Summer League is an individualistic tournament. Everybody is playing for their own chances of making a roster, earning a training camp invite, or impressing overseas scouts that are in attendance. Boston seemed to put those individualistic agendas to one side for multiple possessions throughout the game against the Wizards.
A flare screen for Justin Bean. A reset to Jordan Walsh. High entry pass. Back cut. Dunk. Good spacing, good off-ball movement, and fluidity to the Celtics' approach. Possessions like these will tell you a lot more about the players on the floor than any highlight play or poster dunk.
#8 Justin Bean
Two games in, and Justin Bean hasn’t done anything to stand out. Bean also hasn’t done anything to hurt his stock. Instead, Bean looks to be exactly what you want from a role player — dependable. Slotting into the team’s offensive and defensive scheme, Bean is playing his role and holding his own.
We’ve also seen moments of scoring that indicate Bean can hurt you from all three levels.
The only question I would have about Justin Bean at this point, is whether he will be a step or two too slow to be an effective member of an NBA rotation.
#9 Udoka Azubuike had a better game
Azubuike struggled against the Miami Heat but found more success against the Wizards. The Celtics looked to feed Azubuike at times as they sought to make use of his size down low. Unfortunately, the former Utah Jazz big still appeared to be a poor screener and isn’t dominant on the low block despite not possessing a shot from outside of the restricted area.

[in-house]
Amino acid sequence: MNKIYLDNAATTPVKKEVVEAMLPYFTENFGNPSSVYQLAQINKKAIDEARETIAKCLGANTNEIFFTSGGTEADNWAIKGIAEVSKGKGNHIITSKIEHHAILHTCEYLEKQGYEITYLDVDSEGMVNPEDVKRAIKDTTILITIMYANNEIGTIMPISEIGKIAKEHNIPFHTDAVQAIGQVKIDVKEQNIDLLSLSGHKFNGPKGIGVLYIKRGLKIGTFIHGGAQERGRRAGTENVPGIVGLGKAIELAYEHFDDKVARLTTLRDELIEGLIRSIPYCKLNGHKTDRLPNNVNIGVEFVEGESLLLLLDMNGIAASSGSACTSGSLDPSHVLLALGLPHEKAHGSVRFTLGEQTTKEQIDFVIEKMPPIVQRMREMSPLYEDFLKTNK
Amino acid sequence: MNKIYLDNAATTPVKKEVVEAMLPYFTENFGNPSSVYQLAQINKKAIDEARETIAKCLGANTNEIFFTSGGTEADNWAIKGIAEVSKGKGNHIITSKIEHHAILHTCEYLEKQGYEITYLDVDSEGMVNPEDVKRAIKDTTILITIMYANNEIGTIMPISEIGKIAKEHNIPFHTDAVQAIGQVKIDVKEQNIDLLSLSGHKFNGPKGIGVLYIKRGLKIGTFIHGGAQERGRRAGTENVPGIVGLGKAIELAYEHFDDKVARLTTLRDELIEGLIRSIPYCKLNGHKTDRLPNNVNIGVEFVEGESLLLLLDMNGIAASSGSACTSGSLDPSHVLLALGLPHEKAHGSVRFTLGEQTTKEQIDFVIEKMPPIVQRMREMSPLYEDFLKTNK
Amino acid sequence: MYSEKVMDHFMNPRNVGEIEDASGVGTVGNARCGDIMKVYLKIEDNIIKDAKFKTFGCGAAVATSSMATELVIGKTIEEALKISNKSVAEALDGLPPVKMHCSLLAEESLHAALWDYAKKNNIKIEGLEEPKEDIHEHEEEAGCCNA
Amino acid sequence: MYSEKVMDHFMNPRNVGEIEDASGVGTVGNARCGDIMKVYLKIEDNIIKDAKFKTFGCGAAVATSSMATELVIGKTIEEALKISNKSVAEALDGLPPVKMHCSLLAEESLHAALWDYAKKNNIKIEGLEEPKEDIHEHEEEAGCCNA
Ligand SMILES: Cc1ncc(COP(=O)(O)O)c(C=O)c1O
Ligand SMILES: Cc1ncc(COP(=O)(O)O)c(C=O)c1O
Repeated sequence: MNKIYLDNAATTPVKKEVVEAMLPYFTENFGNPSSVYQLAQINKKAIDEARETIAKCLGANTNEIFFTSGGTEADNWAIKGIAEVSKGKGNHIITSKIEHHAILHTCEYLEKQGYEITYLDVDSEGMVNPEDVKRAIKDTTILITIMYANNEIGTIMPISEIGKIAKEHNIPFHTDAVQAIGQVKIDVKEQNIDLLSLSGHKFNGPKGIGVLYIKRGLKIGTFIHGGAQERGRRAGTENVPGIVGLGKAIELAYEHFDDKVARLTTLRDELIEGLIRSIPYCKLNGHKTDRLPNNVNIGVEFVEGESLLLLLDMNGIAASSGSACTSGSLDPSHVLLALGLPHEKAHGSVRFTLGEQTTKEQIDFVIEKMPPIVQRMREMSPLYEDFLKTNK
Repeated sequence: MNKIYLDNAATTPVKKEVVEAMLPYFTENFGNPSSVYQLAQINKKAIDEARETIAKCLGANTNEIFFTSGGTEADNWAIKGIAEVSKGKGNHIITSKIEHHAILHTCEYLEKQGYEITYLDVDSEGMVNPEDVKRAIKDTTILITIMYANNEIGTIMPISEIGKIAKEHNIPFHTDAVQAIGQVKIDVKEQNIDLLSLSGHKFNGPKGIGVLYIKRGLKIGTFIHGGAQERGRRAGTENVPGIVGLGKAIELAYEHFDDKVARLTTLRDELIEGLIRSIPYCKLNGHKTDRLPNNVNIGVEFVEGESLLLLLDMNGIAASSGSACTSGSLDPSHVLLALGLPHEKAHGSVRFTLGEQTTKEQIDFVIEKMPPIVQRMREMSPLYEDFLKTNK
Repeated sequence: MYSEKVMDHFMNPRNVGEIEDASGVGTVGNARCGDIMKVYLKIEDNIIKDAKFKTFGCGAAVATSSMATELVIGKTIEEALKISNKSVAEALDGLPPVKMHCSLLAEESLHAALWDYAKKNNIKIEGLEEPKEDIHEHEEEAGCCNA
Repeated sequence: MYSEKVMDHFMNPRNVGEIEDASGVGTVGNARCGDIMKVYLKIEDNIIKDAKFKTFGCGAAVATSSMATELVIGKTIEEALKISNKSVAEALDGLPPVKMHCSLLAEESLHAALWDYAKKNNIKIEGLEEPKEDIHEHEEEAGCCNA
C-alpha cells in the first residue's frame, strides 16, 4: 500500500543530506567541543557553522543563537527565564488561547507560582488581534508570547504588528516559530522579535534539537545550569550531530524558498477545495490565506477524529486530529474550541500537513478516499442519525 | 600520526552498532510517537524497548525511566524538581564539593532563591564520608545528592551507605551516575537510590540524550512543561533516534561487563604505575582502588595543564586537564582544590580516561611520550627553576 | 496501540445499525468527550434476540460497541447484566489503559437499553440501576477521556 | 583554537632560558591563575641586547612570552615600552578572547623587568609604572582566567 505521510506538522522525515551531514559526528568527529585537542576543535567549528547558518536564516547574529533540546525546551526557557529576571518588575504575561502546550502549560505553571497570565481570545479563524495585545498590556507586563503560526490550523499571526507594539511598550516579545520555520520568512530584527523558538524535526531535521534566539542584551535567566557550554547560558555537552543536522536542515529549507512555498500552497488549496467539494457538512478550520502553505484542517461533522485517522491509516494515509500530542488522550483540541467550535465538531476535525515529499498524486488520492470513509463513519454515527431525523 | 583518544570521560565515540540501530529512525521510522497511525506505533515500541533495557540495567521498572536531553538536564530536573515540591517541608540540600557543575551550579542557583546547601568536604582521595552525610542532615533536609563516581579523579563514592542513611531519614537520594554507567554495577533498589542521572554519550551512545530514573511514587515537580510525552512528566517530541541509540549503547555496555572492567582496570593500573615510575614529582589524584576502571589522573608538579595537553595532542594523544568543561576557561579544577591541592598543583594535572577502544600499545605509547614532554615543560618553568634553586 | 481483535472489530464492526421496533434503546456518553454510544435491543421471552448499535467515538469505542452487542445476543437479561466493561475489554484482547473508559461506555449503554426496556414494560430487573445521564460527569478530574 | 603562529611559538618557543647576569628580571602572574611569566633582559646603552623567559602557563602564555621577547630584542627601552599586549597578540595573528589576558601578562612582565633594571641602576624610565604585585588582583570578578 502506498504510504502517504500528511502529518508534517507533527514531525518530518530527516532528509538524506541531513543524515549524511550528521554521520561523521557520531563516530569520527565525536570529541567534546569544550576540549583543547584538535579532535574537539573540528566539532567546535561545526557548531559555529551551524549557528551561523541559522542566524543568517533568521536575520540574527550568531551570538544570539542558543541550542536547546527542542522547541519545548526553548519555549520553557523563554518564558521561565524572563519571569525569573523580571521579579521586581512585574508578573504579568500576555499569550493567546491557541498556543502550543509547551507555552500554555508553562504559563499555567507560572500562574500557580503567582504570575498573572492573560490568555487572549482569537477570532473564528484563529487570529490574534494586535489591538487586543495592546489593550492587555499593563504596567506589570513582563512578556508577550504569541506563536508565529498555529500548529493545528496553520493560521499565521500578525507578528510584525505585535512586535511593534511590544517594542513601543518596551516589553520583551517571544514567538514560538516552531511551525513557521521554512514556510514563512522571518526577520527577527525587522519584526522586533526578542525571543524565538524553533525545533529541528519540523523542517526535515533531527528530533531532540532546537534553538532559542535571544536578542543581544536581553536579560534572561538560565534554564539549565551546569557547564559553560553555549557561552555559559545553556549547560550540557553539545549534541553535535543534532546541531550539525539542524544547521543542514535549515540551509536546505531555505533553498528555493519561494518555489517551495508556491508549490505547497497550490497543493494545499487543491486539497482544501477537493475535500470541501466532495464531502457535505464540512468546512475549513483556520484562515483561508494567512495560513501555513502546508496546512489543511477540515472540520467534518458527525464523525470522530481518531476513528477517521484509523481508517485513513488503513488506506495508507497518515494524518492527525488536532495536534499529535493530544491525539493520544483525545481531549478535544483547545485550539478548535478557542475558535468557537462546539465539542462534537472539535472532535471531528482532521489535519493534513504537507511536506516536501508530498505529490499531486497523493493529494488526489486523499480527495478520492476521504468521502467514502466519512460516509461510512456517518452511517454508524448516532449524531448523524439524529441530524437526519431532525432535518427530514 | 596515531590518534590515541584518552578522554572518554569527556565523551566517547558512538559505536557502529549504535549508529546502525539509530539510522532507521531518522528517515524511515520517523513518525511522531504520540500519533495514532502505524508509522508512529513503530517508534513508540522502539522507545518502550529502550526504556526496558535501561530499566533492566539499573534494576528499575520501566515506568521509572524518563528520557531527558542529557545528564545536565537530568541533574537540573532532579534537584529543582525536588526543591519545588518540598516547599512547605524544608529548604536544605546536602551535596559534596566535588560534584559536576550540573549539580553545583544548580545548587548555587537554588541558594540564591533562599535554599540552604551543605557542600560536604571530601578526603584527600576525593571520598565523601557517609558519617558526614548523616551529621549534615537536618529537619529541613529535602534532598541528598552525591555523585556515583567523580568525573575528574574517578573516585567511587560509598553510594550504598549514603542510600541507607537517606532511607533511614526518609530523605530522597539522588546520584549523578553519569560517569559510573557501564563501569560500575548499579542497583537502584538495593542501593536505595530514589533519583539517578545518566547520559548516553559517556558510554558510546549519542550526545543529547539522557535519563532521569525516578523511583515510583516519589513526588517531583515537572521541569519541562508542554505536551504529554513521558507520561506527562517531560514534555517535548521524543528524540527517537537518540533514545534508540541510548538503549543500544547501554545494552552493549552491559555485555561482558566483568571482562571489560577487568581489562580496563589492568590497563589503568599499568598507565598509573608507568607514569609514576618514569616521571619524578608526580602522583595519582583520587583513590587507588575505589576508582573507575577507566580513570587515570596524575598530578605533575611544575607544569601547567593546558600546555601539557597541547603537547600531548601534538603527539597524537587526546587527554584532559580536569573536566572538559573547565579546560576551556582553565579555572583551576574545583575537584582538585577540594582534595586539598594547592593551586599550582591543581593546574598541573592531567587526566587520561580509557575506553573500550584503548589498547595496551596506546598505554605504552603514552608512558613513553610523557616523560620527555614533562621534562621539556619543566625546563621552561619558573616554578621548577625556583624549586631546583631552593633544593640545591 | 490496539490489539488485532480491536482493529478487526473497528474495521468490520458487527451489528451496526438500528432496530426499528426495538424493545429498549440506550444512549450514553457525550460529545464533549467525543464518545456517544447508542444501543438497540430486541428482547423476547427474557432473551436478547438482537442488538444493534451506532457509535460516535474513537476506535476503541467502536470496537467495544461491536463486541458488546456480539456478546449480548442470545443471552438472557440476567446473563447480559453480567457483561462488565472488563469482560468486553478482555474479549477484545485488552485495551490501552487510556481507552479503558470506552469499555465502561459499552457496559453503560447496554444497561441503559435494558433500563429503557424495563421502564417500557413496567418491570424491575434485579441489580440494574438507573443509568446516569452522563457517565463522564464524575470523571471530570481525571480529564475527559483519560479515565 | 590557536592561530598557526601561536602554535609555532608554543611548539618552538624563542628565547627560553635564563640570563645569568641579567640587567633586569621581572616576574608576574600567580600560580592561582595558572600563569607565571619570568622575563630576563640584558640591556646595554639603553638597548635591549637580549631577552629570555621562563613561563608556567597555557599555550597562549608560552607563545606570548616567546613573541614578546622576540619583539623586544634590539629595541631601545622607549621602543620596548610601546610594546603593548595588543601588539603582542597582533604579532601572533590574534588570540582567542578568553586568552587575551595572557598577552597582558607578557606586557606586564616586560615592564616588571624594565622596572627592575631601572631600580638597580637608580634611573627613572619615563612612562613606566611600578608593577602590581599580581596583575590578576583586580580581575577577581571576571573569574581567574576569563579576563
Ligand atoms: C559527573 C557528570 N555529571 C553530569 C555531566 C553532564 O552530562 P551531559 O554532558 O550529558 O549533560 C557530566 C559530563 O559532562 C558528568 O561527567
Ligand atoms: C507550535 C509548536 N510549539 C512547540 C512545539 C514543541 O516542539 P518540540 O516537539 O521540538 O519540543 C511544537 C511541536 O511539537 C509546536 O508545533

Azubuike can rebound, though, and has the size to be a shot deterrent when guarding as a drop defender or in the middle of a zone defense.
#10 Two-Way JD Davison
J.D. Davison came into the game against Washington fresh off signing a second two-way contract with the Celtics. However, it was a night to forget for the second-year guard. Davison showed the same limitations that we saw against Miami: he struggles when faced with contact and doesn’t have the consistent aggression required to make the most out of his penetration ability.
Davison would thrive alongside a lob threat. Davison needs more to his game than just speed and lob passing. We need to see the two-way guard embracing finishing through contact. We need to see Davison drawing more defensive attention before kicking the ball out. And Davison needs to improve his ability to score off the dribble.
There’s a lot to like about what Davison brings to the court, and he’s clearly improved since this time last year. Unfortunately, there appears to be a long way to go before Davison begins to make good on his potential. The physical tools are there, now the skills need to continue being refined.